11/15/2005 08:55 pm ET Updated Dec 06, 2017



There's been a recent surge in the "green nukes" story -- an embrace of nuclear energy by some environmentalists as the power source with the smallest ecological footprint. Despite the danger and long-lasting waste, the argument goes, nuclear power is the most efficient energy source in terms of resource input to power output, unlike oil whose ratio is a wild waste at something like 100 units expended to every 1 extracted. (That's when you count infrastructure, drilling, refining, transportation, etc., but does not include the even larger externalized material cost of oil's geopolitics that we all bear.) Also unlike oil and coal, nuclear power doesn't contribute to global warming, so if we want to prevent destroying the whole damn place, we need to replace fossil fuels with something else but quick.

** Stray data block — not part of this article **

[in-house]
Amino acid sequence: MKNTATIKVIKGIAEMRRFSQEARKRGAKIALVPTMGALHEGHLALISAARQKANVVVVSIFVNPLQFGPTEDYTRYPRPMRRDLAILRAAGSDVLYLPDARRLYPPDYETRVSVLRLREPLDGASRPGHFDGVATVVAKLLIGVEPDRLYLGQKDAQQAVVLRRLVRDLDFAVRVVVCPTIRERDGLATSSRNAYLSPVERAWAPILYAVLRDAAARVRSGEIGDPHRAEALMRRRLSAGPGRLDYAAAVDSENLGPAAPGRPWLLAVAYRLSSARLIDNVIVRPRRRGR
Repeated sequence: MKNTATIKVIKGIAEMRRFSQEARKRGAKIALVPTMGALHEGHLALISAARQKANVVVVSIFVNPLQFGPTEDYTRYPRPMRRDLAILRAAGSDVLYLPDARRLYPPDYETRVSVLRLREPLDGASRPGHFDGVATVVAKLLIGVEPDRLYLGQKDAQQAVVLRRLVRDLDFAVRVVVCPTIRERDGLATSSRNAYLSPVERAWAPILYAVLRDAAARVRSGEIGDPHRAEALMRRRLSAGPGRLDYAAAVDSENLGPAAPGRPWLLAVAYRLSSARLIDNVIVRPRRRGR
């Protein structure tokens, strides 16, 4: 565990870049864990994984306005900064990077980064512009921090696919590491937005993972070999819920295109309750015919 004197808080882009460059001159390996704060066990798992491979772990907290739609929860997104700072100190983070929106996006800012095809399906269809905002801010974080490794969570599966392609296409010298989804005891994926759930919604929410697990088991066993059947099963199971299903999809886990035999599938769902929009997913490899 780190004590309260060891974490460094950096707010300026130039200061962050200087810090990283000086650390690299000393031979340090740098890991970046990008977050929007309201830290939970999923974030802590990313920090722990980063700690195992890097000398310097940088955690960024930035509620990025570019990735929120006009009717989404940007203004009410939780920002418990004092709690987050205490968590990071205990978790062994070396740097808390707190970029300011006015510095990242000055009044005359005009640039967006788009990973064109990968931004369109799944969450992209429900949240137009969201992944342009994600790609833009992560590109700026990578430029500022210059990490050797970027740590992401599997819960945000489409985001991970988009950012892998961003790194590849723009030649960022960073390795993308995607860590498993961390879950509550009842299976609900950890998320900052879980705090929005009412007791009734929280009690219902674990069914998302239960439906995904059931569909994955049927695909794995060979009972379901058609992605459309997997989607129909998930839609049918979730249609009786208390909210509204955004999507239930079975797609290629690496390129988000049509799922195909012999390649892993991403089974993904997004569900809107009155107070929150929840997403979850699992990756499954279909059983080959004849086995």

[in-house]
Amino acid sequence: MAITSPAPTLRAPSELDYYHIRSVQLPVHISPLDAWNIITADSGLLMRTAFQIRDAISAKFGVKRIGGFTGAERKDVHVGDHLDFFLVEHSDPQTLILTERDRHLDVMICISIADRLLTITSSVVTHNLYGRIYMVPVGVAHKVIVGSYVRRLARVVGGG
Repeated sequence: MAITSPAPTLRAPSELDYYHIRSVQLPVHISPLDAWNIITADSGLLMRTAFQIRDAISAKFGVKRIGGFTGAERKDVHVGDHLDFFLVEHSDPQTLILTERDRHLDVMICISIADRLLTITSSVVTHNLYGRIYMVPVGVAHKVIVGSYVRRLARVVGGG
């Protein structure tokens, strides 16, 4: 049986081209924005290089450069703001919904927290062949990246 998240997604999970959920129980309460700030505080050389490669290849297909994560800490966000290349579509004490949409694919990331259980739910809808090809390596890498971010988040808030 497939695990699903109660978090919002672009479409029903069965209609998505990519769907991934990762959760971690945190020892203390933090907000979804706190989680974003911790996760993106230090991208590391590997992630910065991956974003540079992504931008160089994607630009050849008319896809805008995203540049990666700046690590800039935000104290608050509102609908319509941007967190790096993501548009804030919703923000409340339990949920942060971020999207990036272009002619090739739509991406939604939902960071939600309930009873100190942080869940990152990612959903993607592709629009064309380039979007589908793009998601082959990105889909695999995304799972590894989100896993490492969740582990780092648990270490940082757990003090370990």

I'm kind of inclined to go with the nukes, I've been thinking. It can't be worse than the strip-mined hill-tops of Appalachia, which will be beachfront once the seas are finished rising. As for meltdowns, there's new technology, apparently much safer than the Pepsi Syndrome days. But some of those new technologies make more waste. And where are we going to put that -- the as-of-yet-unopened Yucca Mountain? And the new plants may not meltdown, but they can catch fire, a la Chernobyl. And the epidemiology on cancer clusters near nuclear energy facilities remains unclear. And, well, it all seems so complicated with so much technical detail to digest and I don't have the time to read the Bulletin like I used to. Which is why I'm very happy Judith Lewis, my colleague over at the LA Weekly, decided to spend several months researching the topic. She descended Yucca mountain, visited San Onofre, and talked to as many experts as possible to sort it all out. Highlights include: the radioactive animals of the "red forest" of Chernobyl; pebble bed reactors; and a real fired up lady named Helen Caldicott. The full piece is long (10,000+ words!) but offers a solid primer on a real controversy. If fusion is going to continue to be so goddamned elusive, we may as well at least start talking about fission again...